Is it still possible to escape this digital hell in which we let ourselves be locked up?

A woman uses her smartphone to log her personal data on a period tracking app.

Atlantico: Supreme Court-suggested changes to abortion law in the United States are pushing clinics to look at digital privacy. Some clinic workers say they’re embracing encrypted messaging apps and Zoom meetings to leave fewer paper trails if Roe v Wade were revoked. How does this reflect the reality of the situation?

Fabrice Epelboin: It reflects a reality that could not be colder: from the moment abortion would be illegal, one could imagine a legal action requiring the recovery of data to catch those who do this illegal thing. It’s the law. It is also an incredible opportunity to realize that all the platforms to which we give our digital data without really thinking about the consequences, are paying with our freedom. Many digital activists have been claiming this for ten or fifteen years, but until now it has remained rather abstract. Now almost everyone realizes it, but it’s far too late. Because it is not just this way of identifying a woman who seeks an abortion or who has had it, far from it, the latter leave digital traces in abundance which make it possible to characterize this. A family a few years ago received promotions for diapers, not understanding why, before realizing that one of the 16-year-old girls was pregnant, which the marketing system identified from the traces. numbers left by it. The AI ​​had compared her profile to hundreds of thousands of others who were pregnant and extrapolated that. So it is very good that clinics take these measures to minimize the digital traces of their customers, but that will not be enough, especially since we recently learned that many hospital establishments in the USA share their data with Facebook. There will be 1000 other ways to hunt them down. This is valid for abortion as for all subjects. If I have liver cancer and I consult sites that use Google analytics, google will end up deducing that I have liver cancer. The next step is that nothing will prevent Google from giving this information to insurance companies which will therefore refuse to provide health insurance. And the worst part is that it does not necessarily violate my personal data. Since the GDPR, data brokers have found ways to circumvent the regulation.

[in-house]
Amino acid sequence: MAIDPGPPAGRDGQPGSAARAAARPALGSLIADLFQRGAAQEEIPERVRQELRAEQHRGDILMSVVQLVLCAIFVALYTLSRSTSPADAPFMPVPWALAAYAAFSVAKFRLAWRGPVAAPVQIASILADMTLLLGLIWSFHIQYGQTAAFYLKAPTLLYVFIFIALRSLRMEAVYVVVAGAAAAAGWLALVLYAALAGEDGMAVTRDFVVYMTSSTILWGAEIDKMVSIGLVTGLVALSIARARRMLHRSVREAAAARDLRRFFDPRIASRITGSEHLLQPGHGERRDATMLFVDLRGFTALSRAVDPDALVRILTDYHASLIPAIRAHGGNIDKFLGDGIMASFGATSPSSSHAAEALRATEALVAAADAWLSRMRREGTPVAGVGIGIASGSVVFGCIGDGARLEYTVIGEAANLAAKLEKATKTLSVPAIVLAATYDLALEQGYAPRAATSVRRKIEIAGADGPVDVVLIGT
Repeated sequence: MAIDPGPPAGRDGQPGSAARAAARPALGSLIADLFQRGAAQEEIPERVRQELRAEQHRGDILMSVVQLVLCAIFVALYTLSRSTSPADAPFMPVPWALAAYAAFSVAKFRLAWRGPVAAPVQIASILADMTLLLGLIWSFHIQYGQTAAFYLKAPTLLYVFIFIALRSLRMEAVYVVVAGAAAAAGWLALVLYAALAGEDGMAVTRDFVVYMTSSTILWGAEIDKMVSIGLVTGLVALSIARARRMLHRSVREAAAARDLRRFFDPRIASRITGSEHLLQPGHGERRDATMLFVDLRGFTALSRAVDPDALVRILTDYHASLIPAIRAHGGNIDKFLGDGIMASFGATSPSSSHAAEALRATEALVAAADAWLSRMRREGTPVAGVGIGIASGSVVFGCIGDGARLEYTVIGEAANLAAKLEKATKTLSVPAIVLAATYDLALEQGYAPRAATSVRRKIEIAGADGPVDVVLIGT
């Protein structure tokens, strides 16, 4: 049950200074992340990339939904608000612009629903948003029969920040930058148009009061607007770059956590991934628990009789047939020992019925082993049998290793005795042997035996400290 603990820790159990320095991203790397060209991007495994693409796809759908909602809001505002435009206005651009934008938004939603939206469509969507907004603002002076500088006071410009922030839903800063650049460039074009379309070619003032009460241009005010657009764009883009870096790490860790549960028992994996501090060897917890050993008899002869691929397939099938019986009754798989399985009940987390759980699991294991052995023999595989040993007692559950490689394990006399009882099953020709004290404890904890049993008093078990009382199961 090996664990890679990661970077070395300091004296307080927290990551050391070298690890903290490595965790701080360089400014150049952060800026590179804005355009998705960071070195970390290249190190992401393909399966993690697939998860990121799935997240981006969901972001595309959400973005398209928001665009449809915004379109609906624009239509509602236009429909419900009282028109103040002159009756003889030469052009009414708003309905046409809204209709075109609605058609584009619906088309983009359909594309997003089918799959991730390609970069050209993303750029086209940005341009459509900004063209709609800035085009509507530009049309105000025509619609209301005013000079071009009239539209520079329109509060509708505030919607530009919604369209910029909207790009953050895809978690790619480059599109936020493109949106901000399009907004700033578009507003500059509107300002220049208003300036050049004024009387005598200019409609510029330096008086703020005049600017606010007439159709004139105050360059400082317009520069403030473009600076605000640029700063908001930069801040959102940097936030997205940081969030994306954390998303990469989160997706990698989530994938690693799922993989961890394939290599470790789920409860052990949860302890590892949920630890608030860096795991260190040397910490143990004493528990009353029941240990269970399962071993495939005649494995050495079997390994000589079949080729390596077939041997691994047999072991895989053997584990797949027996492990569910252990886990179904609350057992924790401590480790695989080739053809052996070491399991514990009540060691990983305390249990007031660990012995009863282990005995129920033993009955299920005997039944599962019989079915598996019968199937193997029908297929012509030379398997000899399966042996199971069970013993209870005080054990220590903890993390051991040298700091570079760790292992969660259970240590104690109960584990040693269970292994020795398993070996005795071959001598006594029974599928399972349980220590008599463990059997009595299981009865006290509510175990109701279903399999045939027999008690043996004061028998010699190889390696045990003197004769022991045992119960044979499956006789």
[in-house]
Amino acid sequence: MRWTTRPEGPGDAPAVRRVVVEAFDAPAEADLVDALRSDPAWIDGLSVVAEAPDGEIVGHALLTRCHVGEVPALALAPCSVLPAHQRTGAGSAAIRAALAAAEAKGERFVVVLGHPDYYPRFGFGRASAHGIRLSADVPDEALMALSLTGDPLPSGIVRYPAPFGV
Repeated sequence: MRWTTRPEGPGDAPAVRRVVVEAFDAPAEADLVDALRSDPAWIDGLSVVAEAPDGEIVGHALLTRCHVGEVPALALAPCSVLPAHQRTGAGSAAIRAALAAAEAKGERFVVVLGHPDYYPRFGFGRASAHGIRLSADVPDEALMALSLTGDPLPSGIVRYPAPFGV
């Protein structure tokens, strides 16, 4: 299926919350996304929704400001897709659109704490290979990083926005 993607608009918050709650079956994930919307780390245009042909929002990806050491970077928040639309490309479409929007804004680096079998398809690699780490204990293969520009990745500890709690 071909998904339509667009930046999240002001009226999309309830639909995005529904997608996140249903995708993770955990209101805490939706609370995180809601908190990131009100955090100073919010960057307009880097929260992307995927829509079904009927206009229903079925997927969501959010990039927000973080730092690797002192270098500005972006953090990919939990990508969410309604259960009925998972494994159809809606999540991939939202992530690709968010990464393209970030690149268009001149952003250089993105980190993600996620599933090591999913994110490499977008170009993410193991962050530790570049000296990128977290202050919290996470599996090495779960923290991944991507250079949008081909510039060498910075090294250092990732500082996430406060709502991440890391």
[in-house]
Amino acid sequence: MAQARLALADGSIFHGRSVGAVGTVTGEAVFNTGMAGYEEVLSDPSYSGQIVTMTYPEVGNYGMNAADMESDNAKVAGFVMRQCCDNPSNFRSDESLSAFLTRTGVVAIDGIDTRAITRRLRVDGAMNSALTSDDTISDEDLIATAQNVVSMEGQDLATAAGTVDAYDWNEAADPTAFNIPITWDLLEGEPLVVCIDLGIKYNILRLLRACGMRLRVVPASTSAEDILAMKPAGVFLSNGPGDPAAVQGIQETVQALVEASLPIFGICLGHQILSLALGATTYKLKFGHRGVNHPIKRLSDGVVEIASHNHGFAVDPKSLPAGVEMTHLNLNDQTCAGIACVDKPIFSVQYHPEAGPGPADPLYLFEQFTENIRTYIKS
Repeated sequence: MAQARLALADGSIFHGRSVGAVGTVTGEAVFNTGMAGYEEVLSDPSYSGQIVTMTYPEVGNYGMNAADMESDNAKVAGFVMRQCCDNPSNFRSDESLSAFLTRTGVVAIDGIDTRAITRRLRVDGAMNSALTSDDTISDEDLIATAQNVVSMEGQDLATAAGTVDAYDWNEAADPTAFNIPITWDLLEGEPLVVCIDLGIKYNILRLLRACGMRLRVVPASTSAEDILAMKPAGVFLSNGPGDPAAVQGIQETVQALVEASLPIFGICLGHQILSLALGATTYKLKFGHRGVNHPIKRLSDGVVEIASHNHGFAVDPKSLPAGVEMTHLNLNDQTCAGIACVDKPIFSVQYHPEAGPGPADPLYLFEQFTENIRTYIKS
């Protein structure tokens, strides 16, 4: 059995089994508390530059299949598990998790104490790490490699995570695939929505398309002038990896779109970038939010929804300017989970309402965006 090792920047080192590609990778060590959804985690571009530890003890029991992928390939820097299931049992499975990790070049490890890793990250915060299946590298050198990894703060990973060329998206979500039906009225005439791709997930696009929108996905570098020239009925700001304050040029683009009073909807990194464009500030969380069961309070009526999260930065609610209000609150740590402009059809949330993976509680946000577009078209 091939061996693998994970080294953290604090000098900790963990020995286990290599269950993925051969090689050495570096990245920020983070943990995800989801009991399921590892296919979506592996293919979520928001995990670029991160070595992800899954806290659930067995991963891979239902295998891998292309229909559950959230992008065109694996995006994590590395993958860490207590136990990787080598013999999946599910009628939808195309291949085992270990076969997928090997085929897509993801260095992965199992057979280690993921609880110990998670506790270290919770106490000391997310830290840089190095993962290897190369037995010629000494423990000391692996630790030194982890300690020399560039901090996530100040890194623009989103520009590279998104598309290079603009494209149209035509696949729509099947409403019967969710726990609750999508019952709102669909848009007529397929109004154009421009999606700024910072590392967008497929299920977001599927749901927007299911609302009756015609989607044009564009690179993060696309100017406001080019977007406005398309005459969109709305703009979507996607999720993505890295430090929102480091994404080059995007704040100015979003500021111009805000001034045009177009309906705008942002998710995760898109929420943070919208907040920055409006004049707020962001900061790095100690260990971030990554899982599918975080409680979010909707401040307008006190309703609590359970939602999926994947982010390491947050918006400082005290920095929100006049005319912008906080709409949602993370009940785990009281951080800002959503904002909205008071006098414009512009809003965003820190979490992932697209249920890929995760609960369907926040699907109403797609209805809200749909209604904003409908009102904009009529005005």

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Is it possible to change course and get out of this situation?

Today, it is no longer really possible to go back, but it is possible to look things in the face and perhaps have a collective awareness. And the right to abortion which is wavering in the USA seems to me a fantastic opportunity for this awareness. Women’s rights is a sensitive subject and this will force us to face reality in the world in which we have lived for more than fifteen years. This will no doubt translate into a setback in the rights of American women, after all, this threat comes from the USA and it is legitimate for American citizens to be the first victims, but this is undoubtedly one of the last opportunities that is offered to us to become aware of the world in which we have entered on one level. We’ve been there for more than a decade. These companies are more powerful than most states. You just have to be aware of it, it’s too late to fight against it. At best, we can perhaps outline solutions, no doubt looking at the side of strengthening the fight against corruption.